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gill massey
WIN_20180808_15_01_09_Pro.jpg 
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MicroFossilMan
I don't think so, though I'm not sure what they are. Where did you find them? How hard is the stone?
MFM
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prep01
Hello Gill and welcome to the forum. Firstly, could you always let us know the location where they were found and add a scale to all photos (a ruler is best) and don't be mean with your photos - all aspects should be taken.
Having said that, sea molluscs which graze on microscopic algae etc on rocks and 'rasp' a feeding trail which is what you have here (modern) are worldwide. The small piece to the bottom right might be a small piece of a fossil bivalve.
Colin Huller
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gill massey
The stone which looks like it has a worm trail on it is in a hard stone and the small piece which looks like a leaf pattern is in a very thin silver of rock. I will take more photos in future and try to put them to scale. Sorry am new to this so a bit clueless. I found them at saltwick bay. Thanks for your help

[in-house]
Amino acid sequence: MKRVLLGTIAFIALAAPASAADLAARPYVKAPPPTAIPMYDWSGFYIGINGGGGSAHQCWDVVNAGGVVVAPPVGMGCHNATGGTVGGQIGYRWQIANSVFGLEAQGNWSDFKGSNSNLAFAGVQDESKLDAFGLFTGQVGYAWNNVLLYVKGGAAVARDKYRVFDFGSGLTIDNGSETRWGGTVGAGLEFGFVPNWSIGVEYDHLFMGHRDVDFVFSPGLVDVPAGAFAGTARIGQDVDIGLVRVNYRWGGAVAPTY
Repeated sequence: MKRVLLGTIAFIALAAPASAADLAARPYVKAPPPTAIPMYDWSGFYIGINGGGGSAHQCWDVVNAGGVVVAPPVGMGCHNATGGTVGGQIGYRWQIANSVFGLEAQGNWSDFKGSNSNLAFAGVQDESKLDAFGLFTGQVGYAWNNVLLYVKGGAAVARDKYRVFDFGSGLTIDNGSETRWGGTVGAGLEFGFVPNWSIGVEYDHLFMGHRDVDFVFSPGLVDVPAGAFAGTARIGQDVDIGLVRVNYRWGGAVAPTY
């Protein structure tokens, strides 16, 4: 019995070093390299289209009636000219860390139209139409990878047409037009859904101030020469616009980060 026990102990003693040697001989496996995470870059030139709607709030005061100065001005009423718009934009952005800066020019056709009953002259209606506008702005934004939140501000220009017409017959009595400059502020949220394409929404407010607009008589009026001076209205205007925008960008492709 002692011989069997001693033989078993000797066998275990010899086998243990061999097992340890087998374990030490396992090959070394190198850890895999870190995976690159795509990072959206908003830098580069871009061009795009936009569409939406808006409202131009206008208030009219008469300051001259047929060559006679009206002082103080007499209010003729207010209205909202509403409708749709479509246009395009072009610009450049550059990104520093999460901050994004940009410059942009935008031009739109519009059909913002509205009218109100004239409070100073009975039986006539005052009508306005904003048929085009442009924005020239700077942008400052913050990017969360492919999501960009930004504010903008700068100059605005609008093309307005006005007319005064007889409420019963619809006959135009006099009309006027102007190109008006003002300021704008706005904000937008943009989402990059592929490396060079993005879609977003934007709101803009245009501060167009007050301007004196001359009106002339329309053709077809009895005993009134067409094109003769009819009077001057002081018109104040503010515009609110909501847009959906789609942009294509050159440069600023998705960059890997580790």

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estwing
They don'l look like fossil to me, probably modern mollusc feeding trails, but they are beautiful and intriguing...
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prep01
Estwing - I did say the trails are modern.
Colin Huller
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TqB
They're worn, longitudinal sections of modern rock boring worm burrows, Polydora ciliata or similar.

Here are some fresher ones on a large belemnite:

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Tarquin
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MicroFossilMan
Is it purely a mechanical thing or do the little beggars secret "acid" or whatever? And what do they gain from it? Lime?
MFM
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TqB
Possibly both - "It has been suggested that burrowing is achieved by mechanical action of the chaetae, especially those of the 5th segment, but this is open to some doubt as chemical action may also be involved".

I guess they get a good, solid home. [smile]
Tarquin
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